How a long-neglected Newport mansion became The National Museum of American Illustration, a dazzling showcase for American masterworks of illustration art.
By Joe Bills
Oct 17 2017
Only the Norman Rockwell Museum itself has more of the artist’s work than the National Museum of American Illustration, which counts Miss Liberty, 1943, among its highlights.Photo Credit : ©2017 National Museum of American Illustration, Newport, RI. Image courtesy American Illustrators Gallery, New York, NY.
My first thought, as I stood across the street from the National Museum of American Illustration, is that these parts don’t seem to fit together. Isn’t illustration the blue-collar worker of American art? The building before me, a 19th-century Beaux arts mansion on what has been called the most elegant street in America, is most spectacularly not blue-collar.
For nearly 20 years, this has been one of New England’s best under-the-radar museums. Housed in Vernon Court, a rejuvenated Gilded Age gem on Newport, Rhode Island’s Bellevue Avenue, and offering perhaps the world’s premier collection of illustration art, it deserves considerably more fanfare.
I’m met in the grand foyer by founders Judy Goffman Cutler and Laurence Cutler. Judy was one of the first to recognize that illustrators both reflected and, over time, molded American society with their images, which were everywhere during the first half of the 20th century. “The fact that the illustrations in magazines or calendars originated as fully realized paintings by exceptionally talented artists wasn’t something people thought about,” Judy says.
Every artwork in the museum has a story, as do the Cutlers, who were childhood sweethearts in Woodbridge, Connecticut, and at the University of Pennsylvania. In college, Laurence gave Judy a book called Mainstreams of Modern Art. “He just said he thought I would like it,” she says. “He was right. I decided to minor in art history. That book changed my life.”
When Laurence left for graduate school at Harvard, however, they went their separate ways, eventually marrying other people. By the late 1960s, Judy was a Philadelphia schoolteacher and mother of two. She started collecting a few pieces of original illustration art, which she unearthed by placing classified ads, and found she had the field mostly to herself. “Not only was there no market,” she recalls, “but in many cases the original paintings had just been abandoned.”
Judy quickly became not just a collector but also a dealer, and in 1968 she opened the American Illustrators Gallery in New York. Laurence, meanwhile, had become a successful architect and urban designer. As fate would have it, they were both divorced when their paths crossed again in the 1980s. They reconnected, and they finally married in 1995, on the 40th anniversary of their first date.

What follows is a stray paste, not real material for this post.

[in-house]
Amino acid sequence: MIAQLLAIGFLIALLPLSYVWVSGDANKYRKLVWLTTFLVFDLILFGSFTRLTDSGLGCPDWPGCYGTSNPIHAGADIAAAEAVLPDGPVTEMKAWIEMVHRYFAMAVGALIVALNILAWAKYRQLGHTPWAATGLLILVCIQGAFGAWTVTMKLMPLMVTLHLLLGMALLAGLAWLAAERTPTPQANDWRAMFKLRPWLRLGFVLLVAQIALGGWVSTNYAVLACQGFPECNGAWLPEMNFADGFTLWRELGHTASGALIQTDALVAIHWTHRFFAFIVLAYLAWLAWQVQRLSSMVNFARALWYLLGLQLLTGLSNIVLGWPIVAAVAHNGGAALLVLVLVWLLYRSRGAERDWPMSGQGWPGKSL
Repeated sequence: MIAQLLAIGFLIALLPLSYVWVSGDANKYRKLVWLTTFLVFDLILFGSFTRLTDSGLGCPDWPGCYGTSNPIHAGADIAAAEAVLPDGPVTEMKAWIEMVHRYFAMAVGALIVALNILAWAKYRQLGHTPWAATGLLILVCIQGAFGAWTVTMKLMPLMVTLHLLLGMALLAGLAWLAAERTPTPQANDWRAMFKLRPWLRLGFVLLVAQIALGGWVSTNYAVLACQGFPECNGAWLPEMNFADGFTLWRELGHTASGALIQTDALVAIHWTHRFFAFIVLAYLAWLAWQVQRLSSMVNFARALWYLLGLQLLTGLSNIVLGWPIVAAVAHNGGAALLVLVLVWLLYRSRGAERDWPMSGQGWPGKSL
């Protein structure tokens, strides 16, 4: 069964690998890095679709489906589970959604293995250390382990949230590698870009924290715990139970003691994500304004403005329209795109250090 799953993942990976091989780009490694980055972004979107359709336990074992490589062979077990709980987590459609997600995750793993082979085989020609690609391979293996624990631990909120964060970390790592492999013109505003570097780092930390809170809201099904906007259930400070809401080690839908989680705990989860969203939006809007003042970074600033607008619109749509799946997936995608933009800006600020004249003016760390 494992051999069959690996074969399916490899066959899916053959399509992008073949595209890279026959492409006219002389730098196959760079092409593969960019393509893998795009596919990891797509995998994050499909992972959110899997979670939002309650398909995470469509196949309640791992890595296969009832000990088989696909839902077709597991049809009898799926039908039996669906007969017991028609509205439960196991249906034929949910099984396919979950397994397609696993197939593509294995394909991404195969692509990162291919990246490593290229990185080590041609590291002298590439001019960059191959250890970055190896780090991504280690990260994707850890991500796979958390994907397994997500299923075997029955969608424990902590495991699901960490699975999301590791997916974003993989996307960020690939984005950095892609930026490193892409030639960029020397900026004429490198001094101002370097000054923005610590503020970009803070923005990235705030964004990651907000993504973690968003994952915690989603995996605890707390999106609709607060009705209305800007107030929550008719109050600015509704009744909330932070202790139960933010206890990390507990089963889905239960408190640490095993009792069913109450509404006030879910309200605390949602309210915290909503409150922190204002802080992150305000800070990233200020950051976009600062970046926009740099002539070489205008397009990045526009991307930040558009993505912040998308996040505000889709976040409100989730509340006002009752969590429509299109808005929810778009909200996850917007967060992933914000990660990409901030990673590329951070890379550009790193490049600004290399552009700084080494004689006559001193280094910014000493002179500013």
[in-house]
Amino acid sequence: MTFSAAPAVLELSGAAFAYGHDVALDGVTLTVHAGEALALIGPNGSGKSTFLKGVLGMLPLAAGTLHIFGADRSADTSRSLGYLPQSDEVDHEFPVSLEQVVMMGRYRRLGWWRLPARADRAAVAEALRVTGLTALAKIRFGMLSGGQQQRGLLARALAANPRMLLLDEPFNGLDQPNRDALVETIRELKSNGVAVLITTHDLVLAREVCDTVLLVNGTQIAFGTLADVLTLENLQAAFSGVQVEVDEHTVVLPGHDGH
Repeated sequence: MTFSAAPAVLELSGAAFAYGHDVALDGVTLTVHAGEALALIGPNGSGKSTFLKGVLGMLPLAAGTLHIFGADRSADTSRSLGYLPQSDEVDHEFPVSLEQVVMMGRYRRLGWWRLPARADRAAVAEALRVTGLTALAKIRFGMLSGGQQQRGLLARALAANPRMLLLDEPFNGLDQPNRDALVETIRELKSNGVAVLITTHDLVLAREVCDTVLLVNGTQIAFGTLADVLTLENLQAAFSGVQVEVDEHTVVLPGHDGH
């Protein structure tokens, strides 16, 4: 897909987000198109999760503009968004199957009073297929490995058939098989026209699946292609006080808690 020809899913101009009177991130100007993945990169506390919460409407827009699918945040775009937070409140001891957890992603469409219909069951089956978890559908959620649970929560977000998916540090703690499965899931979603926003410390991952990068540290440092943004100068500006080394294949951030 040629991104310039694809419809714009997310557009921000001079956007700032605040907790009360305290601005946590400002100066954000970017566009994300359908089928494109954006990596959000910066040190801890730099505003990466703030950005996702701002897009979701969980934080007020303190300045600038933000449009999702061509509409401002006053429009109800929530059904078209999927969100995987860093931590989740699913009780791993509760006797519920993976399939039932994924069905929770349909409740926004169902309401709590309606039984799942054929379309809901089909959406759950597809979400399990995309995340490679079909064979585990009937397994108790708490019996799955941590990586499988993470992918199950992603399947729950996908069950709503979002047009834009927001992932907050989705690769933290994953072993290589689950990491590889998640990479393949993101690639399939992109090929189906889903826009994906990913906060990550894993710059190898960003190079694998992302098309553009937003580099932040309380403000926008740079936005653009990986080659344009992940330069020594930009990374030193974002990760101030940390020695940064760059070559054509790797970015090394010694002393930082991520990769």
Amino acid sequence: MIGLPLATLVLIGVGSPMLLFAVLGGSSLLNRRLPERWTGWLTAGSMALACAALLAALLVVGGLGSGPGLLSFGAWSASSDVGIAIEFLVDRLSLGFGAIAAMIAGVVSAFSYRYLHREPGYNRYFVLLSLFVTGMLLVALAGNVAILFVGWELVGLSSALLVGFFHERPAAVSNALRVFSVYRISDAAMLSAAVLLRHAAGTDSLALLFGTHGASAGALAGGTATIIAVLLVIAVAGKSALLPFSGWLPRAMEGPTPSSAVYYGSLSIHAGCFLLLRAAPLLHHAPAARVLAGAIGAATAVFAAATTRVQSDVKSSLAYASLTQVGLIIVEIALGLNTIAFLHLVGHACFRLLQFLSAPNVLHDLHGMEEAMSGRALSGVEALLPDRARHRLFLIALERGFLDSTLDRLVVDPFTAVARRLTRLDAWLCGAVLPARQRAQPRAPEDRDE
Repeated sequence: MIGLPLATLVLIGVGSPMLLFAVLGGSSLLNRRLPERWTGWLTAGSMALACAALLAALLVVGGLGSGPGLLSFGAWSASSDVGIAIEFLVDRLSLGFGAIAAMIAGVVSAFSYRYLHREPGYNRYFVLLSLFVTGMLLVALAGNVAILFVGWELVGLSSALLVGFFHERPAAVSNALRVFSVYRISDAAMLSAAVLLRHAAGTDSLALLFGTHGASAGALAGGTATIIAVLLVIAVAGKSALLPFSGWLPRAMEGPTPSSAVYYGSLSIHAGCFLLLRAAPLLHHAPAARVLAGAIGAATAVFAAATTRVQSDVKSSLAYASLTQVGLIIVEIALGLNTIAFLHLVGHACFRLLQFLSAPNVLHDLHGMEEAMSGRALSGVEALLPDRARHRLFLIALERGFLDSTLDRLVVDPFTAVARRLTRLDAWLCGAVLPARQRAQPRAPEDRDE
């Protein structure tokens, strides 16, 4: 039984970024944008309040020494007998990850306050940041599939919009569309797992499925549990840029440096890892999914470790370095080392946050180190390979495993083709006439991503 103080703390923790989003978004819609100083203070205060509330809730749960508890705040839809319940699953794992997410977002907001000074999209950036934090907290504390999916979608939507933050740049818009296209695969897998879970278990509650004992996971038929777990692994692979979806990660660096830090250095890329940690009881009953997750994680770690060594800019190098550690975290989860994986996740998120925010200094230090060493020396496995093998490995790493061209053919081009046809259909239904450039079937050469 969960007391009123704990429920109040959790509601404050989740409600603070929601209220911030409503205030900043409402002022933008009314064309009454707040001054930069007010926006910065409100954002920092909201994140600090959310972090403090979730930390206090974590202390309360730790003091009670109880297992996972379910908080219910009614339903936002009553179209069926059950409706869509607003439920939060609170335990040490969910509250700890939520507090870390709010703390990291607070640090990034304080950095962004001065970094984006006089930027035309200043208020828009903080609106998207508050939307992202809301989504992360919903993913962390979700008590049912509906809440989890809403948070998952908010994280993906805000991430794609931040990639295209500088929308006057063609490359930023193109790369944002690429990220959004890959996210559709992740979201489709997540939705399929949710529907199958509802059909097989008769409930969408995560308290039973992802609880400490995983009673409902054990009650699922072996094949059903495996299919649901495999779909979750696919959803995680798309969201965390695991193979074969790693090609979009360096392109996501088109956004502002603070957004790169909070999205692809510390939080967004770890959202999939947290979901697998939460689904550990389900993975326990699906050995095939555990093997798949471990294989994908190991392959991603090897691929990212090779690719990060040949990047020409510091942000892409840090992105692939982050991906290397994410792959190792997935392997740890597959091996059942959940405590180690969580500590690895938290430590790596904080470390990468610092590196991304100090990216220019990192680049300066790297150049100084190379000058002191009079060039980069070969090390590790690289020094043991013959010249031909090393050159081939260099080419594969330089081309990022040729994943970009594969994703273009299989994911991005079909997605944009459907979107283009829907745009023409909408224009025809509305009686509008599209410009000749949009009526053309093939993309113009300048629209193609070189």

Visitors to Judy’s gallery had long told her that her collection should be in a museum. The Cutlers agreed, but they struggled for years to find the right venue—until they heard that Vernon Court was for sale. “As soon as we walked in, we knew this was it,” Laurence says.
The 52-room, 13-fireplace “cottage” was built in 1898 as a summer home for Anna van Nest Gambrill, daughter of a railroad tycoon. Designer Jules Allard modeled several rooms after Marie Antoinette’s private suites at the Palace of Versailles. Two loggias were decorated with murals inspired by Pope Julius III’s home in Rome. The gardens were patterned after the ones King Henry VIII had built at Hampton Court for Anne Boleyn.
Though once called “one of the truly greatest estates in America,” Vernon Court had fallen into a state of disrepair by the time the Cutlers bought it in 1998. It had been a private home, a private school, and later part of a junior college, with bedrooms converted into classrooms and the carriage house becoming a biology lab. “There were wires dangling from the ceilings, and no heat or air conditioning,” Laurence says. “The roof leaked. Many of the doors and windows were broken.” It took two long years of restoration and renovation, but the Cutlers finally opened their museum to the public in 2000.
Among the signature pieces in the collection is A Florentine Fete, a series of 10-foot-high panels by Maxfield Parrish that once adorned the girls’ dining room at Curtis Publishing Company in Philadelphia. In addition to Parrish and Norman Rockwell, the museum includes lesser-known luminaries like Howard Pyle, who in the 1890s founded the first dedicated school of illustration, at what would become Drexel University. Virtually everyone who followed—from J.C. Leyendecker, the most prolific Saturday Evening Post cover artist before Rockwell, to Jessie Wilcox Smith, who created more than 200 covers for Good Housekeeping, to Anna and Ethel Betts, Harvey Dunn, Elizabeth Shippen Green, Frank Schoonover, N.C. Wyeth, and Charles Dana Gibson—were all Pyle disciples to some degree. And they’re all here now, on Bellevue Avenue.
“These aren’t just paintings to look at,” Laurence says. “Real American history is portrayed in these works.”
“I consider myself lucky to have done what I did when I did it,” Judy says. “I was blessed to be the only one paying attention for a while. Now I’m thankful to see illustration artists getting recognition.” She adds with a laugh, “But I’ve literally priced myself out of the market.”
The National Museum of American Illustration. 492 Bellevue Ave., Newport, RI. 401-851-8949; americanillustration.org